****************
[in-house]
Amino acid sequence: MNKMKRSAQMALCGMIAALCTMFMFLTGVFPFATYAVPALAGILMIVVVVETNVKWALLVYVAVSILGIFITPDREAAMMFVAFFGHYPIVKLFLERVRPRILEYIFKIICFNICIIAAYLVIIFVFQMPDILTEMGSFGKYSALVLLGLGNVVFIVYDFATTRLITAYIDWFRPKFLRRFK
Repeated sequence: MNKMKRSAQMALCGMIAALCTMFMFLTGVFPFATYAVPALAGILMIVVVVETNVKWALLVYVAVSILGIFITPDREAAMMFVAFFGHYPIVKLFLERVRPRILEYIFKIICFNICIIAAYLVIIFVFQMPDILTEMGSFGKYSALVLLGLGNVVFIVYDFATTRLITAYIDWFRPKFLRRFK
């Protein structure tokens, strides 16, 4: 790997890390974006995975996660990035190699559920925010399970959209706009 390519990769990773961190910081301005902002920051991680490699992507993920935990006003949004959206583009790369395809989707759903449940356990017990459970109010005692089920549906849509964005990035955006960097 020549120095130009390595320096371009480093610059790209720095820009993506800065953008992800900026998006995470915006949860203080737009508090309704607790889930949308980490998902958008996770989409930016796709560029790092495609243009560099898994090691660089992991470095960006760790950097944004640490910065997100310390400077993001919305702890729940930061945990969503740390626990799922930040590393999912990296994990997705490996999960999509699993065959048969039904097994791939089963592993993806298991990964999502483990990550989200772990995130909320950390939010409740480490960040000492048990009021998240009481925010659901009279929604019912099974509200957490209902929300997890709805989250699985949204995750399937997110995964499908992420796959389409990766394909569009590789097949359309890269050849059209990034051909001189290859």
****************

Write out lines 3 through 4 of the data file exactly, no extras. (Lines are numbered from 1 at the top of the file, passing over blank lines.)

Repeated sequence: MNKMKRSAQMALCGMIAALCTMFMFLTGVFPFATYAVPALAGILMIVVVVETNVKWALLVYVAVSILGIFITPDREAAMMFVAFFGHYPIVKLFLERVRPRILEYIFKIICFNICIIAAYLVIIFVFQMPDILTEMGSFGKYSALVLLGLGNVVFIVYDFATTRLITAYIDWFRPKFLRRFK
């Protein structure tokens, strides 16, 4: 790997890390974006995975996660990035190699559920925010399970959209706009 390519990769990773961190910081301005902002920051991680490699992507993920935990006003949004959206583009790369395809989707759903449940356990017990459970109010005692089920549906849509964005990035955006960097 020549120095130009390595320096371009480093610059790209720095820009993506800065953008992800900026998006995470915006949860203080737009508090309704607790889930949308980490998902958008996770989409930016796709560029790092495609243009560099898994090691660089992991470095960006760790950097944004640490910065997100310390400077993001919305702890729940930061945990969503740390626990799922930040590393999912990296994990997705490996999960999509699993065959048969039904097994791939089963592993993806298991990964999502483990990550989200772990995130909320950390939010409740480490960040000492048990009021998240009481925010659901009279929604019912099974509200957490209902929300997890709805989250699985949204995750399937997110995964499908992420796959389409990766394909569009590789097949359309890269050849059209990034051909001189290859």